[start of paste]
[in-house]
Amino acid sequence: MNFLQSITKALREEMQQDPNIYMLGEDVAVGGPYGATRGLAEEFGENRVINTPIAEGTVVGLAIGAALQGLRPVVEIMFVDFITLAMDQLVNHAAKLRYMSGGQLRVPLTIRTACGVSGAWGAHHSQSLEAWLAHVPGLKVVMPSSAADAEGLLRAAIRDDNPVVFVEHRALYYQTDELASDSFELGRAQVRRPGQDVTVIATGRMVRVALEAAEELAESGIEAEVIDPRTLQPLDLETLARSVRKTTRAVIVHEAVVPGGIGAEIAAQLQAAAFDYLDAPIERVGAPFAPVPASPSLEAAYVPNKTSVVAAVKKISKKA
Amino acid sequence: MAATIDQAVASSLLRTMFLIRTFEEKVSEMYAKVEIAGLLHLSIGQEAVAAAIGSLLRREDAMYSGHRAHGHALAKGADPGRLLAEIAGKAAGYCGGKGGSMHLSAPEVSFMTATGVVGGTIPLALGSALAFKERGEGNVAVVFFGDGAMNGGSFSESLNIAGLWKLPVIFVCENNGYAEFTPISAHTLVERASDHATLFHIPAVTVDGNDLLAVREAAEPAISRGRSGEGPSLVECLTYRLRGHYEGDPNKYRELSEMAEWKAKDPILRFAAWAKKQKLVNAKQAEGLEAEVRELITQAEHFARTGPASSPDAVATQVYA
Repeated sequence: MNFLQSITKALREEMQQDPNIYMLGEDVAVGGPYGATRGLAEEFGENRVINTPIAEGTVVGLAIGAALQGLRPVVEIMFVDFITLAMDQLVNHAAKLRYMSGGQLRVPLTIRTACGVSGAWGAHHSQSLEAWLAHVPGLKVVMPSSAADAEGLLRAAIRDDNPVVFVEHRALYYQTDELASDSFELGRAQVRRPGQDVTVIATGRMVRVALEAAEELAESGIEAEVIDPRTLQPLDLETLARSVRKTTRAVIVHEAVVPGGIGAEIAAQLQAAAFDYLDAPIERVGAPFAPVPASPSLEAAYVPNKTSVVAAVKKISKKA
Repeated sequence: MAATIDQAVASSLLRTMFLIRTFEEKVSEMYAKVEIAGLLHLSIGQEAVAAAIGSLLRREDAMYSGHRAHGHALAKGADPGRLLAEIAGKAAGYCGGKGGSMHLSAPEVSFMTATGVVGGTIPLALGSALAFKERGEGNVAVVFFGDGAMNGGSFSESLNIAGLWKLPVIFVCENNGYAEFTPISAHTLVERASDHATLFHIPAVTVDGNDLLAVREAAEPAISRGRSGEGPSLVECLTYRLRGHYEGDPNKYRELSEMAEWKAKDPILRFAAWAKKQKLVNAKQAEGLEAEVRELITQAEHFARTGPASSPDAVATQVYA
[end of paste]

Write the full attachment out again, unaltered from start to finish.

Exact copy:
[in-house]
Amino acid sequence: MNFLQSITKALREEMQQDPNIYMLGEDVAVGGPYGATRGLAEEFGENRVINTPIAEGTVVGLAIGAALQGLRPVVEIMFVDFITLAMDQLVNHAAKLRYMSGGQLRVPLTIRTACGVSGAWGAHHSQSLEAWLAHVPGLKVVMPSSAADAEGLLRAAIRDDNPVVFVEHRALYYQTDELASDSFELGRAQVRRPGQDVTVIATGRMVRVALEAAEELAESGIEAEVIDPRTLQPLDLETLARSVRKTTRAVIVHEAVVPGGIGAEIAAQLQAAAFDYLDAPIERVGAPFAPVPASPSLEAAYVPNKTSVVAAVKKISKKA
Amino acid sequence: MAATIDQAVASSLLRTMFLIRTFEEKVSEMYAKVEIAGLLHLSIGQEAVAAAIGSLLRREDAMYSGHRAHGHALAKGADPGRLLAEIAGKAAGYCGGKGGSMHLSAPEVSFMTATGVVGGTIPLALGSALAFKERGEGNVAVVFFGDGAMNGGSFSESLNIAGLWKLPVIFVCENNGYAEFTPISAHTLVERASDHATLFHIPAVTVDGNDLLAVREAAEPAISRGRSGEGPSLVECLTYRLRGHYEGDPNKYRELSEMAEWKAKDPILRFAAWAKKQKLVNAKQAEGLEAEVRELITQAEHFARTGPASSPDAVATQVYA
Repeated sequence: MNFLQSITKALREEMQQDPNIYMLGEDVAVGGPYGATRGLAEEFGENRVINTPIAEGTVVGLAIGAALQGLRPVVEIMFVDFITLAMDQLVNHAAKLRYMSGGQLRVPLTIRTACGVSGAWGAHHSQSLEAWLAHVPGLKVVMPSSAADAEGLLRAAIRDDNPVVFVEHRALYYQTDELASDSFELGRAQVRRPGQDVTVIATGRMVRVALEAAEELAESGIEAEVIDPRTLQPLDLETLARSVRKTTRAVIVHEAVVPGGIGAEIAAQLQAAAFDYLDAPIERVGAPFAPVPASPSLEAAYVPNKTSVVAAVKKISKKA
Repeated sequence: MAATIDQAVASSLLRTMFLIRTFEEKVSEMYAKVEIAGLLHLSIGQEAVAAAIGSLLRREDAMYSGHRAHGHALAKGADPGRLLAEIAGKAAGYCGGKGGSMHLSAPEVSFMTATGVVGGTIPLALGSALAFKERGEGNVAVVFFGDGAMNGGSFSESLNIAGLWKLPVIFVCENNGYAEFTPISAHTLVERASDHATLFHIPAVTVDGNDLLAVREAAEPAISRGRSGEGPSLVECLTYRLRGHYEGDPNKYRELSEMAEWKAKDPILRFAAWAKKQKLVNAKQAEGLEAEVRELITQAEHFARTGPASSPDAVATQVYA